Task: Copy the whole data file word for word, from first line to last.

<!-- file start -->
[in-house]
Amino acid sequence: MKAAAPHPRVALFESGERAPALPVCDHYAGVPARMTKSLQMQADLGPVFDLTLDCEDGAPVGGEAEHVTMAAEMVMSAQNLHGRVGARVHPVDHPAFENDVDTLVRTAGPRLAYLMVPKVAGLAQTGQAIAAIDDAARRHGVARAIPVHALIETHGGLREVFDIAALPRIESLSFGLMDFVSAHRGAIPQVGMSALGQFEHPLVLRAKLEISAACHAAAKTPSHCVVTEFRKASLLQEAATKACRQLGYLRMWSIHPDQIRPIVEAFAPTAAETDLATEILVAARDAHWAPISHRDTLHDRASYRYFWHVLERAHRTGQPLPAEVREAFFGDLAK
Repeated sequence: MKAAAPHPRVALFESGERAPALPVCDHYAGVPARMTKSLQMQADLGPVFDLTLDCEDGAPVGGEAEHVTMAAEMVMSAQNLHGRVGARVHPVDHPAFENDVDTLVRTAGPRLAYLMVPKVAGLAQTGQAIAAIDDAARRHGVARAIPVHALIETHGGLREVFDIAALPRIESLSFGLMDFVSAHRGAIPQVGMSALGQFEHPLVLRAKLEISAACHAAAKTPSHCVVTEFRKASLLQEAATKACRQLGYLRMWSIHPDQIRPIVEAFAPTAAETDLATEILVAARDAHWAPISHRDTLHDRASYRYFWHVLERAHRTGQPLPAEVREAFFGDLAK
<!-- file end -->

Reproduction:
[in-house]
Amino acid sequence: MKAAAPHPRVALFESGERAPALPVCDHYAGVPARMTKSLQMQADLGPVFDLTLDCEDGAPVGGEAEHVTMAAEMVMSAQNLHGRVGARVHPVDHPAFENDVDTLVRTAGPRLAYLMVPKVAGLAQTGQAIAAIDDAARRHGVARAIPVHALIETHGGLREVFDIAALPRIESLSFGLMDFVSAHRGAIPQVGMSALGQFEHPLVLRAKLEISAACHAAAKTPSHCVVTEFRKASLLQEAATKACRQLGYLRMWSIHPDQIRPIVEAFAPTAAETDLATEILVAARDAHWAPISHRDTLHDRASYRYFWHVLERAHRTGQPLPAEVREAFFGDLAK
Repeated sequence: MKAAAPHPRVALFESGERAPALPVCDHYAGVPARMTKSLQMQADLGPVFDLTLDCEDGAPVGGEAEHVTMAAEMVMSAQNLHGRVGARVHPVDHPAFENDVDTLVRTAGPRLAYLMVPKVAGLAQTGQAIAAIDDAARRHGVARAIPVHALIETHGGLREVFDIAALPRIESLSFGLMDFVSAHRGAIPQVGMSALGQFEHPLVLRAKLEISAACHAAAKTPSHCVVTEFRKASLLQEAATKACRQLGYLRMWSIHPDQIRPIVEAFAPTAAETDLATEILVAARDAHWAPISHRDTLHDRASYRYFWHVLERAHRTGQPLPAEVREAFFGDLAK